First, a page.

Though no media outlets commented on the announcement over the weekend, a close survey of Twitter revealed some individual reporters, as well as members of the general public, raising concern. One person tweeted that the agreement reminded them of the military government’s commandeering of the mass media for propaganda purposes during World War II. A reporter said that if they could attend the ceremony, they would ask the Yomiuri Osaka president if he had decided to “abandon” his role as an independent newsgathering organization. Another speculated that Yomiuri would now become the “newsletter” of Osaka. Isoko Mochizuki, the famous investigative reporter for Tokyo Shimbun, wondered if Yomiuri could ever again claim that they monitored those in power. Still another reporter joked that the ceremony would mark Yomiuri’s “coming out” as having been an establishment booster all along. They would now be free at last.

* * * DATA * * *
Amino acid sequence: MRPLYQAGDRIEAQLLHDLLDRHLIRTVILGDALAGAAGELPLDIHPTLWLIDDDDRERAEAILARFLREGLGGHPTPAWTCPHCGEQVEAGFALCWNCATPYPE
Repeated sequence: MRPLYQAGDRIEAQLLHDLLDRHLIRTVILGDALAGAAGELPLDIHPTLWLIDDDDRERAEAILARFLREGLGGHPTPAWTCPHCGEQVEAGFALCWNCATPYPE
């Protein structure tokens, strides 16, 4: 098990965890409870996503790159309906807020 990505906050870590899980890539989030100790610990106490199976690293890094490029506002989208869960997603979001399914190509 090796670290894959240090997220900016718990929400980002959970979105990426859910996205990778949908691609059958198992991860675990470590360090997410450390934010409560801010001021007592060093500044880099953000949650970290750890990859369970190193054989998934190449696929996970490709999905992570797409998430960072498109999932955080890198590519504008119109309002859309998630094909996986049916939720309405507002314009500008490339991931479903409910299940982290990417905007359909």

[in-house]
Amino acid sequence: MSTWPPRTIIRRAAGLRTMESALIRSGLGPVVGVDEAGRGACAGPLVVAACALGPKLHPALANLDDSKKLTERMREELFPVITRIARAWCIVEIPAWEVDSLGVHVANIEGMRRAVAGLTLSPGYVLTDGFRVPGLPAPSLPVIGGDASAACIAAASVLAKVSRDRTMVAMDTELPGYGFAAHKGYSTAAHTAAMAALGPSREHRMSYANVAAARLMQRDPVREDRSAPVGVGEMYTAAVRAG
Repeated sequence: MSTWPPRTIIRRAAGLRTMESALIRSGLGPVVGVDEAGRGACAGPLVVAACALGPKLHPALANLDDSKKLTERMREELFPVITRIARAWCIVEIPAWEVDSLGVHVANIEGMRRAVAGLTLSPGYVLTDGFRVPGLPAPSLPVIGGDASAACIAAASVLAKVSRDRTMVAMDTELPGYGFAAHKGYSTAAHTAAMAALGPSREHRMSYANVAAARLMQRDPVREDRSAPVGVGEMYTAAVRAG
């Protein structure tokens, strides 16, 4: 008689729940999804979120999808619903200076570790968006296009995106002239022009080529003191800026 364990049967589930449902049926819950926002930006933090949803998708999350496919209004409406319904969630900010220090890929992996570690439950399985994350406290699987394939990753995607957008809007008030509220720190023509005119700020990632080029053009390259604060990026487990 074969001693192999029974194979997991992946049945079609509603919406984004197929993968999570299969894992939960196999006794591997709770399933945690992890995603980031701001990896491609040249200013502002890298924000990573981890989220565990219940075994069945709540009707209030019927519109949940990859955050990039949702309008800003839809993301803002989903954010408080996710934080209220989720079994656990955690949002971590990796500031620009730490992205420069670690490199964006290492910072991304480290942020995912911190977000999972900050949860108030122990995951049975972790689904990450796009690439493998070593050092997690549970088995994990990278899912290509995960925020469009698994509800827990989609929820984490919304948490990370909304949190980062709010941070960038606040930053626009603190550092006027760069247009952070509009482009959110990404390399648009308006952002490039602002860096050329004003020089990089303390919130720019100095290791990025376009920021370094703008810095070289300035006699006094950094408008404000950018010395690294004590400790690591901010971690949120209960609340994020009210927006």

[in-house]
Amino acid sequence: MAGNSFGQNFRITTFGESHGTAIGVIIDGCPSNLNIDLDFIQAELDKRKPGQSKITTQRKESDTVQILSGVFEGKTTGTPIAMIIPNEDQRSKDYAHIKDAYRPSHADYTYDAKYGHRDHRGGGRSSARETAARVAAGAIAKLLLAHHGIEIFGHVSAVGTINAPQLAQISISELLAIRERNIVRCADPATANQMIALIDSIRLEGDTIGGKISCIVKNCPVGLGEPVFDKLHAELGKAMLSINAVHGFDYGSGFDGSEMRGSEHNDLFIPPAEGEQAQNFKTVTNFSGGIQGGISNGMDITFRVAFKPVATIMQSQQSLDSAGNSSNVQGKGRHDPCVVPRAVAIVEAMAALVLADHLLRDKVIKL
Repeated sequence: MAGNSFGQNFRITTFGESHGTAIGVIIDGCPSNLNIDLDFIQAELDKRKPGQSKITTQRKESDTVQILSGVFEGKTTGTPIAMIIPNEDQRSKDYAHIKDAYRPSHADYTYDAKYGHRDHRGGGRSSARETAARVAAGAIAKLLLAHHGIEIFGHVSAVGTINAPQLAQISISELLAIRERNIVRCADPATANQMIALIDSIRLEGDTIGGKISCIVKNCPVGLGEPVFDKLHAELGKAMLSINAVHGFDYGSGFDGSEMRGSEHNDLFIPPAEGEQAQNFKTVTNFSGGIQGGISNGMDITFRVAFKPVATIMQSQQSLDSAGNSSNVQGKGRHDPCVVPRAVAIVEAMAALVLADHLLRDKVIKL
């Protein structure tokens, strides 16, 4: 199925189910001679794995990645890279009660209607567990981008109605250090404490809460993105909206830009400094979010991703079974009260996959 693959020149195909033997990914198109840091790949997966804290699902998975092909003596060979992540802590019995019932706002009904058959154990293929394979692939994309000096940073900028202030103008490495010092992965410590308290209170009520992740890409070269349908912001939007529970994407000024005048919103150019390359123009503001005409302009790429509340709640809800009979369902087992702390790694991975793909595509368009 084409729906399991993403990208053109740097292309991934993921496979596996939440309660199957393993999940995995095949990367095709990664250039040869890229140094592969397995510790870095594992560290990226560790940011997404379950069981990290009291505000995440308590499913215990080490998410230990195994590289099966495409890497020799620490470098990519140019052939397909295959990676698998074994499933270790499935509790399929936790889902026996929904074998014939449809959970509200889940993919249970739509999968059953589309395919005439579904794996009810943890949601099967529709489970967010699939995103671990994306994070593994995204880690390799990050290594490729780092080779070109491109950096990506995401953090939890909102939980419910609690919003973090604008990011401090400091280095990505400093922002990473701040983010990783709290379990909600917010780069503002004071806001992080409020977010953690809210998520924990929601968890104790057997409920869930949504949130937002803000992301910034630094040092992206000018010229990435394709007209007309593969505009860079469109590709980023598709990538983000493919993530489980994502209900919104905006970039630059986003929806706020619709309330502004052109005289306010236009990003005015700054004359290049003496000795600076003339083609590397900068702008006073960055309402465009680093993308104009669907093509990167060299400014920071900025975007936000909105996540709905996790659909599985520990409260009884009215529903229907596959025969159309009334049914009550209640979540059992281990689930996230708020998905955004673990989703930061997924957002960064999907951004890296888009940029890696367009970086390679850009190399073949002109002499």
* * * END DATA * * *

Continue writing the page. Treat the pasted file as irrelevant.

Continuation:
Update Dec. 28, 2021: A group of journalists has created a petition to protest the agreement.